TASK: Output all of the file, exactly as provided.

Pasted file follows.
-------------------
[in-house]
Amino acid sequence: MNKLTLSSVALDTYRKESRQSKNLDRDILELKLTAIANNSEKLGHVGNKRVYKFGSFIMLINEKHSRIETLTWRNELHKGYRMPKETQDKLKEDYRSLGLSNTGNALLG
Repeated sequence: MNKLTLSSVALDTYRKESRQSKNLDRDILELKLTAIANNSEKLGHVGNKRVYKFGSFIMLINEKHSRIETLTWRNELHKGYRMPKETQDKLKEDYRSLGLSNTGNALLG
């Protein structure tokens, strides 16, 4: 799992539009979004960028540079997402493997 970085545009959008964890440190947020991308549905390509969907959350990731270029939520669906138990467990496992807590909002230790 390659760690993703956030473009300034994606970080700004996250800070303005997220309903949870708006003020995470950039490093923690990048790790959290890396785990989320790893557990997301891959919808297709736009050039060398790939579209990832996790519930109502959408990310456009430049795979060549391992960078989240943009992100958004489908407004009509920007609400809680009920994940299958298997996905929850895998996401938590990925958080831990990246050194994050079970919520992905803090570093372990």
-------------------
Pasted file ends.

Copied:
[in-house]
Amino acid sequence: MNKLTLSSVALDTYRKESRQSKNLDRDILELKLTAIANNSEKLGHVGNKRVYKFGSFIMLINEKHSRIETLTWRNELHKGYRMPKETQDKLKEDYRSLGLSNTGNALLG
Repeated sequence: MNKLTLSSVALDTYRKESRQSKNLDRDILELKLTAIANNSEKLGHVGNKRVYKFGSFIMLINEKHSRIETLTWRNELHKGYRMPKETQDKLKEDYRSLGLSNTGNALLG
């Protein structure tokens, strides 16, 4: 799992539009979004960028540079997402493997 970085545009959008964890440190947020991308549905390509969907959350990731270029939520669906138990467990496992807590909002230790 390659760690993703956030473009300034994606970080700004996250800070303005997220309903949870708006003020995470950039490093923690990048790790959290890396785990989320790893557990997301891959919808297709736009050039060398790939579209990832996790519930109502959408990310456009430049795979060549391992960078989240943009992100958004489908407004009509920007609400809680009920994940299958298997996905929850895998996401938590990925958080831990990246050194994050079970919520992905803090570093372990």